Cop this, kids

We are among the custodians of the planet: what we leave must make our children proud

I am already proud of the achievements of my kids, but I am starting to consider whether they will be proud of me.

My generation has a lot to answer for: consumerism, overuse of finite resources, galloping technological advancements, instant global access, growing urbanism, and medical advancements that keep us alive for longer.

We are also the generation that has the greatest opportunity to make the decisions which will affect the lives of our children, and theirs in turn. All children have the right to access basic services and resources, such as safe water, sanitation, adequate nutrition, good health, quality education, clean air and energy, but millions of children around the world are denied this right every day. Conflicts, disasters, increasing population, ­urbanisation, over-consumerism and climate change threaten access to these basic services.

COP21 in Paris last December was a critical turning point – a fundamental ­pivot toward a zero-carbon and climate-resilient world which took 20 years to achieve. It moved 195 countries towards understanding the collective responsibility for the future of our planet. Determining exactly how they will decarbonise is the next step, and with the impacts of climate change already upon us, speed is essential.

Sustainable development requires our concerted efforts towards building an inclusive, resilient future. To achieve sustainable development, it is crucial to harmonise three core elements: economic growth, social inclusion and environmental protection. These are interconnected and all are vital for the well-being of individuals and societies.

Are we getting results? Do our buildings and interventions do what they promise?

Architects have a critical role.  Many of us already embrace the principles of sustainable development in our designs to reduce greenhouse gas emissions and help communities adapt to the effects of climate change – like droughts and flooding.

But we are not seeing the speed of change, nor the scale of innovation that is required. Existing UK building stock is fuel hungry and, with one in 10 households in fuel poverty, incremental progress in tackling sustainability threats is simply not enough. It’s absurd that it takes roughly three times the energy to keep a house in the UK warm and dry as it does for an equivalent property in Sweden.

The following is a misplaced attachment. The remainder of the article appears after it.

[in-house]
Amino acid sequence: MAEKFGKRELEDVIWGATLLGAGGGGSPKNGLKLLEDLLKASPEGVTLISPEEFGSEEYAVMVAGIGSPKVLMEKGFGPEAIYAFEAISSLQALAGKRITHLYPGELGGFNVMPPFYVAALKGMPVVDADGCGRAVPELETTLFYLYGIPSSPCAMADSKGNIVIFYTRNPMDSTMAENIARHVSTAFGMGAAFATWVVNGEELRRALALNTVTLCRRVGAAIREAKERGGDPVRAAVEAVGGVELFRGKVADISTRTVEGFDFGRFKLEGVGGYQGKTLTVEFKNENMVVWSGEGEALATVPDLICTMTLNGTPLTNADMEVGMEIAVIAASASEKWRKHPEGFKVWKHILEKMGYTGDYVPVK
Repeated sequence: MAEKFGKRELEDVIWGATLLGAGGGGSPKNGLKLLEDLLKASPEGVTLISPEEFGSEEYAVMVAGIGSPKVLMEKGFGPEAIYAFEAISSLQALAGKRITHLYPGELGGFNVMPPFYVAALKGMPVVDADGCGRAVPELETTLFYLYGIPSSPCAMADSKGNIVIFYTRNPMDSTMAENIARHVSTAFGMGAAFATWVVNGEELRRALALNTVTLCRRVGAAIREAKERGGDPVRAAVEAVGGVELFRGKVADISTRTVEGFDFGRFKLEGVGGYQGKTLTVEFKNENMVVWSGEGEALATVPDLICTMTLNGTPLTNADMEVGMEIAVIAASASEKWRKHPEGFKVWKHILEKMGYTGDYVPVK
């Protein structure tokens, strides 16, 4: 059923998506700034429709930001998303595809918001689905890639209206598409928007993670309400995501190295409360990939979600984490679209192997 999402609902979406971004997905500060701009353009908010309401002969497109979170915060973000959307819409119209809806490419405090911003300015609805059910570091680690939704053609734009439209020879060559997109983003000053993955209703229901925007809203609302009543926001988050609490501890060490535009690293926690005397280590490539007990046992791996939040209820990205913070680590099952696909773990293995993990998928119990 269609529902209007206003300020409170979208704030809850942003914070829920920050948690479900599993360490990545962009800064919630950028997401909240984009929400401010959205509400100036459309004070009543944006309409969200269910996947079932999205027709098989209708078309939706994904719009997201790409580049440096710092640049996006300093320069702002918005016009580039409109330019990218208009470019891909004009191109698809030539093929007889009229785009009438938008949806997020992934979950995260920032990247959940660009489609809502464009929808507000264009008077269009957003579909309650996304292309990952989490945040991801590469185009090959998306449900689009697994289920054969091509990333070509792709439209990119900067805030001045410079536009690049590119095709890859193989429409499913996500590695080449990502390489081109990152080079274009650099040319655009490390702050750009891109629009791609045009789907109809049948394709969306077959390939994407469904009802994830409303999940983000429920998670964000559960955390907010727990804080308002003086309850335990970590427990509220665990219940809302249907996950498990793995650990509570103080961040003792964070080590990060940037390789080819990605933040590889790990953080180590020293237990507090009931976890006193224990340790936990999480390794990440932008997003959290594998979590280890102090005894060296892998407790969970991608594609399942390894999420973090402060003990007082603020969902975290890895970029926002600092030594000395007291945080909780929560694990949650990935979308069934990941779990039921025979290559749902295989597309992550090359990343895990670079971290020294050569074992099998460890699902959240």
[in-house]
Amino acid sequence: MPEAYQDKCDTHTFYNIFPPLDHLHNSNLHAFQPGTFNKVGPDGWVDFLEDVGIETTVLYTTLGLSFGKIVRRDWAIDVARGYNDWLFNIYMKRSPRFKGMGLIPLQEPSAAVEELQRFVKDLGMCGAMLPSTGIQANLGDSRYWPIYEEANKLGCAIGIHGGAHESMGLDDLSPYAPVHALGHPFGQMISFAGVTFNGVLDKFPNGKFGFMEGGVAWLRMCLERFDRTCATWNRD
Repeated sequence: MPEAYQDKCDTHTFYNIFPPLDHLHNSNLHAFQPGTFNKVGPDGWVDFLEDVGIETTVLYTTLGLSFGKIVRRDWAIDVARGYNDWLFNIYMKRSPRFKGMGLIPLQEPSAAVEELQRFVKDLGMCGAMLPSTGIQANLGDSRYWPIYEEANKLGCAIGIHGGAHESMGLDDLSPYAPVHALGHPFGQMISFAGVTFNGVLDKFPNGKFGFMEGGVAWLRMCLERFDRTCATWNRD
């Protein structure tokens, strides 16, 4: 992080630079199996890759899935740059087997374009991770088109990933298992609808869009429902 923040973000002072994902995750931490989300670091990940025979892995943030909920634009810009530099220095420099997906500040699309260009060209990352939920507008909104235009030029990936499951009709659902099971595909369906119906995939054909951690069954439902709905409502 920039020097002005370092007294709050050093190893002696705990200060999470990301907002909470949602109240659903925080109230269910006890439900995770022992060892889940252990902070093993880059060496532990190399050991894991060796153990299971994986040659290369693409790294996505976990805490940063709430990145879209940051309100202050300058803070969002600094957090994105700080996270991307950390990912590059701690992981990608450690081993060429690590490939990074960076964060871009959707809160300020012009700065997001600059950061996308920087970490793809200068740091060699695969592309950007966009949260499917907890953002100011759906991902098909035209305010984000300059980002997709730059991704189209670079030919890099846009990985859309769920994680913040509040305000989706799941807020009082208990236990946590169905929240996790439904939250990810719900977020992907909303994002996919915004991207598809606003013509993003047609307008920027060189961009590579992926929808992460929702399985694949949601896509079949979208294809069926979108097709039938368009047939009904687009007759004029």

Investment in truly sustainable programmes creates business challenges for both government and clients that will require collaboration, innovation and transformation across the industry. As architects we need to examine our own progress and identify where we stand on the path to sustainability and resilience.

Are we getting results? Do our buildings and interventions do what they promise?

We must urgently set carbon budgets and establish whether we meet them (a requirement of the UK Climate Change Act) but those budgets are obviously meaningless if they don’t factor in the performance gap. Recently launched data from the government’s Building Performance Evaluation projects found strong evidence that carbon emissions from new homes are two or three times higher than design estimates; on non-domestic buildings they are on average 3.8 times higher. We have an urgent need to drive up real performance disclosure on buildings through better prediction tools, energy literacy, and regulatory compliance change.

As a profession we pride ourselves on our growing inclusiveness, social purpose, ­environmental awareness and place making skills, but we need to do better on sustainability. We must drive these matters up the government’s agenda, take leadership and push from a truly collaborative industry ­approach. If not now, then when?  

Surely we should aim to create beautiful places with social, economic and environmental performance and net positive impacts. Then our kids might look back and be proud of us too.

@janeduncanPRIBA


Extra column
Senior members of the RIBA are invited to attend the Doric Club lunch this summer. The lunch provides an opportunity to keep in contact with the Institute and come together in the Florence Hall among friends, former colleagues and contemporaries to celebrate the past, present and future of architecture while supporting architecture students facing financial hardship. Find out more at architecture.com/doric